It was while living with his family on Chicago's West Side that he had his first awareness of wanting to become a full-time bluesman, and he played bass behind guitarist Jimmy Dawkins, who Allison grew up with. Also in Allison's neighborhood were established blues greats like Freddie King, Magic Sam, and Otis Rush. He distinctly remembers everyone talking about Buddy Guy when he came to town from his native Louisiana. 

After the Allison household moved to the South Side, they lived a few blocks away from Muddy Waters, and Allison and Waters' son Charles became friends. When he was 18 years old, his brother showed him basic chords and notes on the guitar, and the super bright Allison made rapid progress after that. Allison went on to "blues college" by sitting in with some of the most legendary names in blues in Chicago's local venues: Muddy Waters, Elmore James, and Howlin' Wolf among them.

His first chance to record came with Bob Koester's then-tiny Delmark Record label, and his first album, Love Me Mama, was released in 1969. But like anyone else with a record out on a small label, it was up to him to go out and promote it, and he did, putting in stellar, show-stopping performances at the Ann Arbor Blues Festivals in 1969, 1970, and 1971. After that, people began to pay attention to Luther Allison, and in 1972 he signed with Motown Records. Meanwhile, a growing group of rock & roll fans began showing up at Allison's shows, because his style seemed so reminiscent of Jimi Hendrix and his live shows clocked in at just under four hours!

Although his Motown albums got him to places he'd never been before, like Japan and new venues in Europe, the recordings didn't sell well. He does have the distinction of being one of a few blues musicians to record for Motown. Allison stayed busy in Europe through the rest of the 1970s and 1980s, and recorded Love Me Papa for the French Black and Blue label in 1977. He followed with a number of live recordings from Paris, and, in 1984, he settled outside of Paris, since France and Germany were such major markets for him. At home in the U.S., Allison continued to perform sporadically, when knowledgeable blues festival organizers or blues societies would book him.

As accomplished a guitarist as he was, Allison wasn't a straight-ahead 
Chicago blues musician. He learned the blues long before he got to Chicago. What he did so successfully is take his base of Chicago blues and add touches of rock, soul, reggae, funk, and jazz. Allison's first two albums for Alligator, Soul Fixin' Man and Blue Streak, are arguably two of his strongest. His talents as a songwriter are fully developed, and he's well-recorded and well-produced, often with horns backing his band. Another one to look for is a 1992 reissue on Evidence, Love Me Papa. In 1996, Motown reissued some of the three albums worth of material he recorded for that label (between 1972 and 1976) on compact disc.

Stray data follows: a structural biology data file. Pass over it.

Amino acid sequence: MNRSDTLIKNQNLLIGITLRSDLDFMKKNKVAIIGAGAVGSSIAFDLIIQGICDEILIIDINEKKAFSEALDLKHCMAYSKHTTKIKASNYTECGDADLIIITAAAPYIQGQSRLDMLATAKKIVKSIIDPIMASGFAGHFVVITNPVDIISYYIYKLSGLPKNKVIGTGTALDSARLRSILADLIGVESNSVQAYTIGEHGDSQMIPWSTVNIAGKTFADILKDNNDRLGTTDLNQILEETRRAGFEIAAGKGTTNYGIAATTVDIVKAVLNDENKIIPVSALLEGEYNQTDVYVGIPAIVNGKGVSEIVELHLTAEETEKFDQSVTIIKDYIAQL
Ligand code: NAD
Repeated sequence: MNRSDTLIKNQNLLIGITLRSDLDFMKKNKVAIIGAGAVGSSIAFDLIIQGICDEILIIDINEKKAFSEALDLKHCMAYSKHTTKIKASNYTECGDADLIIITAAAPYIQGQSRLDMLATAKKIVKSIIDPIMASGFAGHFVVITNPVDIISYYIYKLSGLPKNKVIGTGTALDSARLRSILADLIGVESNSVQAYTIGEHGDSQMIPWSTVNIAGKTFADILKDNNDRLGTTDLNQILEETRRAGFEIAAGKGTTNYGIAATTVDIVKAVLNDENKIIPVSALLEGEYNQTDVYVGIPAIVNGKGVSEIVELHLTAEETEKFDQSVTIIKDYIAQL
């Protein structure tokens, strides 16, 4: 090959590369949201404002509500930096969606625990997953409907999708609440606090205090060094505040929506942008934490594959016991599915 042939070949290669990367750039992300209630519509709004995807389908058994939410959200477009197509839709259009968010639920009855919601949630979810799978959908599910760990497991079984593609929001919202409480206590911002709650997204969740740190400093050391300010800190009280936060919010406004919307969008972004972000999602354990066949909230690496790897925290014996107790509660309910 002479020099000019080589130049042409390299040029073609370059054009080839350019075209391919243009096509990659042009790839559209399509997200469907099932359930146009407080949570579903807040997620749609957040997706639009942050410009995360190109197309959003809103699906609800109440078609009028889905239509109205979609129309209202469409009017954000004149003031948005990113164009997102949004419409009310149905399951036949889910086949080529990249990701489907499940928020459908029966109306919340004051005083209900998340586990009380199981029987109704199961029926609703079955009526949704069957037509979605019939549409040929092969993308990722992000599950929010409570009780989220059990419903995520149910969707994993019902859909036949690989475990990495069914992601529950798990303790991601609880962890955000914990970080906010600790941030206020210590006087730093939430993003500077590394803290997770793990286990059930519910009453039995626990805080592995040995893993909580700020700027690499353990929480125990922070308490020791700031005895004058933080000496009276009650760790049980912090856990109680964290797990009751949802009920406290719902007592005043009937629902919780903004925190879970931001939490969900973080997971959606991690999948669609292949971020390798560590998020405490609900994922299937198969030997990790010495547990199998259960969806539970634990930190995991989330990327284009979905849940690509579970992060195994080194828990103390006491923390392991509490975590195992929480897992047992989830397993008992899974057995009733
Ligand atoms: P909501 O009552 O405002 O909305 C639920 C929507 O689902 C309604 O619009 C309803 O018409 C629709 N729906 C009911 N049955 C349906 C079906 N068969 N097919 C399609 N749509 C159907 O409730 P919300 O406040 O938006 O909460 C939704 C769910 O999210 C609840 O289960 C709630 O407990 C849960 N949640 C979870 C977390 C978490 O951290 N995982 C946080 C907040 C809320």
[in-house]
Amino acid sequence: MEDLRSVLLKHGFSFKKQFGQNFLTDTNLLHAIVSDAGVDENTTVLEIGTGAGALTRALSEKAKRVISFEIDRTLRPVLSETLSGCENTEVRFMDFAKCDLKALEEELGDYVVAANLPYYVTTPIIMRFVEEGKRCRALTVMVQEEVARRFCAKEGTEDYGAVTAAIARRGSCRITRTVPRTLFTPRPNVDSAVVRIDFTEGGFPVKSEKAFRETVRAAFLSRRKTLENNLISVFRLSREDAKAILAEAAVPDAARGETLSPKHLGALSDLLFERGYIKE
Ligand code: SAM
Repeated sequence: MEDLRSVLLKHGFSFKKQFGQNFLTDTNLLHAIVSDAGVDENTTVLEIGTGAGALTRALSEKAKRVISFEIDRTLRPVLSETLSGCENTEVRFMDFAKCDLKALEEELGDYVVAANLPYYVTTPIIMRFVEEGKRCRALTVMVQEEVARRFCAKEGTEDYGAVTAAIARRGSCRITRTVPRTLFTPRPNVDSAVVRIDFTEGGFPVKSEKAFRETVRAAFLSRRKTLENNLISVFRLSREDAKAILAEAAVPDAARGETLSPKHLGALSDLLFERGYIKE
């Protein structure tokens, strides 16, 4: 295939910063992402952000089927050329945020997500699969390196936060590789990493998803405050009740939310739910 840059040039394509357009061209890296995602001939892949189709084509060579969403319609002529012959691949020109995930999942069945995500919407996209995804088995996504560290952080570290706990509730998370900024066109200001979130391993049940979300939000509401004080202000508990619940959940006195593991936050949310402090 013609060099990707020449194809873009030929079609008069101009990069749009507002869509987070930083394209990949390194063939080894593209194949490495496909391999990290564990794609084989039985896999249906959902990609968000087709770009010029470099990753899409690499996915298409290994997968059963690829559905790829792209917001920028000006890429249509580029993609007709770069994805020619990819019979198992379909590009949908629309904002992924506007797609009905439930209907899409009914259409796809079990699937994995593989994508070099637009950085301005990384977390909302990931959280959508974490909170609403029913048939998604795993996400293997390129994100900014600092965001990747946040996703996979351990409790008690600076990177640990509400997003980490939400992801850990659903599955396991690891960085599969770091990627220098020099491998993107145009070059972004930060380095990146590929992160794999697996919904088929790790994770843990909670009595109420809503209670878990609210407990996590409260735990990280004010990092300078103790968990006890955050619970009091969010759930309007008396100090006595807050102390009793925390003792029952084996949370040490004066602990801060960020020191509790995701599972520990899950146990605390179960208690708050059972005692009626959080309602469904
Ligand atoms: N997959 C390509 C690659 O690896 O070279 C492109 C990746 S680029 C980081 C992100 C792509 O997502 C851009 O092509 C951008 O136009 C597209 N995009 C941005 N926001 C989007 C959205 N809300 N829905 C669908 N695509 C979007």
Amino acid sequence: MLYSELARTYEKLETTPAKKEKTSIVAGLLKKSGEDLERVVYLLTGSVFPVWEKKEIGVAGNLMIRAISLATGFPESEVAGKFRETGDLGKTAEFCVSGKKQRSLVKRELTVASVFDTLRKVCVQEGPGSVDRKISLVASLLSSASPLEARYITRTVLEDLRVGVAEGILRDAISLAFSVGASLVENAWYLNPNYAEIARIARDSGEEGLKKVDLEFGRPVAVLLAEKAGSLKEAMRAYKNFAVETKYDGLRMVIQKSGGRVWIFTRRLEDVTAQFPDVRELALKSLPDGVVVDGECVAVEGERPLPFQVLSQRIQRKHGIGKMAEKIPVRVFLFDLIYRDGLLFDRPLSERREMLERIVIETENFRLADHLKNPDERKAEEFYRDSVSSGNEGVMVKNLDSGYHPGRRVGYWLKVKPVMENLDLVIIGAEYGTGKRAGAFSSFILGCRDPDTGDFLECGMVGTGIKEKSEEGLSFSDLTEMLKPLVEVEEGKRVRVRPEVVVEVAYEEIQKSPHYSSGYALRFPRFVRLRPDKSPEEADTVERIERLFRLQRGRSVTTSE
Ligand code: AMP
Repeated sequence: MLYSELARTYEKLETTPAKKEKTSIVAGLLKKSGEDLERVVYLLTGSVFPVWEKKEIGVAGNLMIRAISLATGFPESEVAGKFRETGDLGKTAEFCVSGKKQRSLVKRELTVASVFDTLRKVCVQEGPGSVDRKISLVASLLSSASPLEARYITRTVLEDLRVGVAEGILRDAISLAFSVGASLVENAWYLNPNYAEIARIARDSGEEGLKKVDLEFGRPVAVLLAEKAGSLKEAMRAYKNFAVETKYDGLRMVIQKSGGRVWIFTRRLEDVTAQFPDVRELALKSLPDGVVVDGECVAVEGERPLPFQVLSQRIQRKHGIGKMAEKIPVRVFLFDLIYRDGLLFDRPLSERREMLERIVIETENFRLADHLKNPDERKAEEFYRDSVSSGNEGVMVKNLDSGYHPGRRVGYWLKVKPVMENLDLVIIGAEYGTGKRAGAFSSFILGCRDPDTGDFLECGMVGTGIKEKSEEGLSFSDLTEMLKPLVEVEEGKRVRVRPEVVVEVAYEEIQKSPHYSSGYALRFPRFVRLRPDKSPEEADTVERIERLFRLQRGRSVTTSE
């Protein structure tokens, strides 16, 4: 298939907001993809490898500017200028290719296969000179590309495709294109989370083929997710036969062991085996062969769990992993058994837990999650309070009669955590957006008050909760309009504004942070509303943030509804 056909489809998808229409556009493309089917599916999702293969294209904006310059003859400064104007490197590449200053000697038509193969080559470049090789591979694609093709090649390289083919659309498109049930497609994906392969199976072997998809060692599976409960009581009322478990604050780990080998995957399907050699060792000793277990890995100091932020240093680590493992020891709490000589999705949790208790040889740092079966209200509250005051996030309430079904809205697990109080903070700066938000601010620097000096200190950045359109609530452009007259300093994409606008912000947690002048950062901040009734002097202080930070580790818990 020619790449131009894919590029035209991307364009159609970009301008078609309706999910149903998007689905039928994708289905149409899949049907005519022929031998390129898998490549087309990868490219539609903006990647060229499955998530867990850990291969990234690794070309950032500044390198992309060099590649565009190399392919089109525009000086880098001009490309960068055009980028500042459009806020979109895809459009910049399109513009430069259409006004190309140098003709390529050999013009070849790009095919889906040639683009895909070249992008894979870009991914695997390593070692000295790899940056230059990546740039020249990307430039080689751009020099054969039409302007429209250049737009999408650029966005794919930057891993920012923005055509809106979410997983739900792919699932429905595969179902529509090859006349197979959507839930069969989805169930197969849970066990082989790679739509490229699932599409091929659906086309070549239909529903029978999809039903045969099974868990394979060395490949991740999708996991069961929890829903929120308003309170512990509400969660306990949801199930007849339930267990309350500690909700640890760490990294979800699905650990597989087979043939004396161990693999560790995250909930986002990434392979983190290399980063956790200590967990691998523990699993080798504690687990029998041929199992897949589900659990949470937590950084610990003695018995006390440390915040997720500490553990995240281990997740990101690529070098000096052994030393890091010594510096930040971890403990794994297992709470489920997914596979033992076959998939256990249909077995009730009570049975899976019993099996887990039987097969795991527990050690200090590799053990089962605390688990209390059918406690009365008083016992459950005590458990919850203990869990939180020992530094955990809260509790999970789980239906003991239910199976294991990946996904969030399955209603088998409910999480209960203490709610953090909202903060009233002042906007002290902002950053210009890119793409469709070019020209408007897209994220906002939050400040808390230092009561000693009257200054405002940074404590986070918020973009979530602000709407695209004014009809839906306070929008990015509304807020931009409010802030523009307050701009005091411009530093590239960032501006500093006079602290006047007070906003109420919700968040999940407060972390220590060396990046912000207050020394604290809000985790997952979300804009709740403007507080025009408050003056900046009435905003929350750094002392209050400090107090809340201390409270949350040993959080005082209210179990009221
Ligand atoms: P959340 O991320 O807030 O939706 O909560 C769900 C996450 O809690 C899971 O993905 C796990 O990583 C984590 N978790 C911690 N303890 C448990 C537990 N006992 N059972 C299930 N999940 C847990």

Well into his mid-50s, Allison continued to delight club and festival audiences around the world with his lengthy, sweat-drenched, high-energy shows, complete with dazzling guitar playing and inspired, soulful vocals. He continued to tour and record until July of 1997, when he was diagnosed with inoperable lung cancer. Just over a month later, he died in a hospital in Madison, WI; a tragic end to one of the great blues comeback stories. 1998's posthumous Live in Paradise captured one of his final shows, recorded on La Reunion Island in April 1997. Thomas Ruf, who was inspired by and became a friend of Allison's shortly before the bluesman's death, issued Underground on Ruf Records in 2007.

Luther Allison (August 17, 1939 – August 12, 1997) was an American blues guitarist. He was born in Widener, Arkansas, and moved with his family, at the age of twelve, to Chicago in 1951. He taught himself guitar and began listening to blues extensively. Three years later he began hanging outside blues nightclubs with the hopes of being invited to perform. He played with Howlin' Wolf's band and backed James Cotton.

His big break came in 1957 when Howlin' Wolf invited Allison to the stage. Freddie King took him under his wing and after King got his big record deal, Allison took over King's house-band gig on Chicago's west side. He worked the club circuit throughout the late 1950s and early 1960s and recorded his first single in 1965. He was signed to the Delmark Records label in 1967 and released his debut album, Love Me Mama, the following year. A well-received set at the 1969 Ann Arbor Blues Festival resulted in his being asked to perform there each of the next three years. He also toured nationwide and, in 1972, was signed to Motown Records, one of the few blues artists to do so. By the mid 1970s he began touring Europe and moved to France in 1977. Allison was known for his powerful concert performances, lengthy soulful guitar solos and crowd walking with his Gibson Les Paul. Allison lived briefly during this period in Peoria, Illinois, where he signed briefly with Rumble Records, resulting in two live recordings, "Gonna Be a Live One in Here Tonight", produced by Bill Knight, and "Power Wire Blues", produced by George Faber and Jeffrey P. Hess. Allison played the "bar circuit" in the USA during this period, spending eight months per year in Europe at high-profile venues, including the Montreux Jazz Festival. In 1992, he played as a duo with legendary French rock'n'roll star Johnny Hallyday for 18 shows in Paris, also playing during the intermission.